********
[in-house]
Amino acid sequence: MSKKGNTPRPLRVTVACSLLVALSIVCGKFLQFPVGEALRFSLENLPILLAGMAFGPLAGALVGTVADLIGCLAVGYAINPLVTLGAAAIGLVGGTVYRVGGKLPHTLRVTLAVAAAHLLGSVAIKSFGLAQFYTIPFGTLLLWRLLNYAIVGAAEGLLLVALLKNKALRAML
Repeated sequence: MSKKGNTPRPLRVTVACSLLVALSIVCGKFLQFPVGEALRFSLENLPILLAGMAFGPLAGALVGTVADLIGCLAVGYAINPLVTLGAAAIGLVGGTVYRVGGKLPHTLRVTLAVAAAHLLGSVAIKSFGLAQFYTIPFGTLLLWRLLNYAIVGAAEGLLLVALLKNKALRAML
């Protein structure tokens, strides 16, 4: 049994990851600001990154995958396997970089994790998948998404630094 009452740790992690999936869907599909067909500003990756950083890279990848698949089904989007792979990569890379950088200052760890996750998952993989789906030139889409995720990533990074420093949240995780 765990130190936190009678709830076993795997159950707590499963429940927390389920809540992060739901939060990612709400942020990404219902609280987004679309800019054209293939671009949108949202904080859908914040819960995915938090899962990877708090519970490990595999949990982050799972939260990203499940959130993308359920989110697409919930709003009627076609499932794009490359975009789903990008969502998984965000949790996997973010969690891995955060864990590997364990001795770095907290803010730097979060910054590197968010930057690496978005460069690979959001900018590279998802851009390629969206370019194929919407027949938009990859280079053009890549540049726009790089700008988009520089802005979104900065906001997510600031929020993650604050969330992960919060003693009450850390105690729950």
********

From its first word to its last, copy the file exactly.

[in-house]
Amino acid sequence: MSKKGNTPRPLRVTVACSLLVALSIVCGKFLQFPVGEALRFSLENLPILLAGMAFGPLAGALVGTVADLIGCLAVGYAINPLVTLGAAAIGLVGGTVYRVGGKLPHTLRVTLAVAAAHLLGSVAIKSFGLAQFYTIPFGTLLLWRLLNYAIVGAAEGLLLVALLKNKALRAML
Repeated sequence: MSKKGNTPRPLRVTVACSLLVALSIVCGKFLQFPVGEALRFSLENLPILLAGMAFGPLAGALVGTVADLIGCLAVGYAINPLVTLGAAAIGLVGGTVYRVGGKLPHTLRVTLAVAAAHLLGSVAIKSFGLAQFYTIPFGTLLLWRLLNYAIVGAAEGLLLVALLKNKALRAML
């Protein structure tokens, strides 16, 4: 049994990851600001990154995958396997970089994790998948998404630094 009452740790992690999936869907599909067909500003990756950083890279990848698949089904989007792979990569890379950088200052760890996750998952993989789906030139889409995720990533990074420093949240995780 765990130190936190009678709830076993795997159950707590499963429940927390389920809540992060739901939060990612709400942020990404219902609280987004679309800019054209293939671009949108949202904080859908914040819960995915938090899962990877708090519970490990595999949990982050799972939260990203499940959130993308359920989110697409919930709003009627076609499932794009490359975009789903990008969502998984965000949790996997973010969690891995955060864990590997364990001795770095907290803010730097979060910054590197968010930057690496978005460069690979959001900018590279998802851009390629969206370019194929919407027949938009990859280079053009890549540049726009790089700008988009520089802005979104900065906001997510600031929020993650604050969330992960919060003693009450850390105690729950």